Elder Geo[rge]. Teasdale spoke on the secret character of meetings of this kind, and expressed his sorrow that things talked about therein were carried by brethren present to outside parties. He felt that those who had done this were guilty of betraying their brethren, and that if they did not repent and humble themselves, they would surely fall away.
The subject of secret societies was introduced, and in answer to questions, Pres[ident]. G[eorge]. Q. Cannon drew a distinction between those orders which were simply to aid the temporal condition of members, and those which interfered with the rights of employers or employees, or which interfered with membership in the Church, or hindered men from performing Church duties, going on missions, etc. There were men who belonged to the masonic Order, and he did not consider that such membership should interfere with their admission into the Temple or prayer circles. As a general proposition, it was not considered wise for our brethren to join secret societies.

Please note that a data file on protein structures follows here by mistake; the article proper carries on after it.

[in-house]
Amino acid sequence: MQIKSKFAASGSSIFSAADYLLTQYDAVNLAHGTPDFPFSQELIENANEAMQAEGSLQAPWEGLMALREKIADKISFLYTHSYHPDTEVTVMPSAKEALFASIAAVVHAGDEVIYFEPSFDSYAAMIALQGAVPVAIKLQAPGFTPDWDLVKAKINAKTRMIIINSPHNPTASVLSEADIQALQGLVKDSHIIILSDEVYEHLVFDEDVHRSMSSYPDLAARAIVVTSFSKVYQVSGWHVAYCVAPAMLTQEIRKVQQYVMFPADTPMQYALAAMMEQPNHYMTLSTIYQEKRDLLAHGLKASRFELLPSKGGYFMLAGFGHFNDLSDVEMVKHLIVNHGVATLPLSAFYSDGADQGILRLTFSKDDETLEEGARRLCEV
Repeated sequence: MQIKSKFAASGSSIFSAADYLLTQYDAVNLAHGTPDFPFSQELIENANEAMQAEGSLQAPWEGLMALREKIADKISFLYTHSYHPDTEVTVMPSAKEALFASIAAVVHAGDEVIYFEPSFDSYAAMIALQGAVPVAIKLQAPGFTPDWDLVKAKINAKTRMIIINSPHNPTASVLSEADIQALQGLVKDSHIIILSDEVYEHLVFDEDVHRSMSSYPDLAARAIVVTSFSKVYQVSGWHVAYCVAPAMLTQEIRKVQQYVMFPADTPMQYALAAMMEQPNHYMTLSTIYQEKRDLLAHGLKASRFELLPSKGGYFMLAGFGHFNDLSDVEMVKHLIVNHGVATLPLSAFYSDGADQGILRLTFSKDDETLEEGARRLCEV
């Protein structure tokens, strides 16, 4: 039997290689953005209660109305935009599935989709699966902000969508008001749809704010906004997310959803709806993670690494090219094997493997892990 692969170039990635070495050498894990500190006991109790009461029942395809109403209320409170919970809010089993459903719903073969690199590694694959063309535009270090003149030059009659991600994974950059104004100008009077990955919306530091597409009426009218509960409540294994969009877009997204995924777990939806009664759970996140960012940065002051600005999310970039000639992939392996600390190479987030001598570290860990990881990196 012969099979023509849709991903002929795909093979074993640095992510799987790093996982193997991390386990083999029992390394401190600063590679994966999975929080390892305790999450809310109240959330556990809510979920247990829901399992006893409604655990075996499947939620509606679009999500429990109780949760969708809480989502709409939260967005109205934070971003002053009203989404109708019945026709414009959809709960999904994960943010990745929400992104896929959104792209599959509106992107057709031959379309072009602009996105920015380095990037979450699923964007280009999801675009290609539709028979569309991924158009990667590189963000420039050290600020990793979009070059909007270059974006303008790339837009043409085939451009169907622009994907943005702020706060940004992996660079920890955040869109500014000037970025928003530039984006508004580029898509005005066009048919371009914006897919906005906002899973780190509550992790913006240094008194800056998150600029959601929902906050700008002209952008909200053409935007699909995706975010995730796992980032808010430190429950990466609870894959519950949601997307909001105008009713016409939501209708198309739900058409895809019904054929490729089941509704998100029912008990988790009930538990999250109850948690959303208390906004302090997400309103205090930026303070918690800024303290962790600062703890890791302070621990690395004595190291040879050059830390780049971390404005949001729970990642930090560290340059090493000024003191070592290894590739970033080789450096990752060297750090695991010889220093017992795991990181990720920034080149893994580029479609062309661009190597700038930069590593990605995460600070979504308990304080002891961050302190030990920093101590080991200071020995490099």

[Source: First Presidency and Quorum of the Twelve minutes]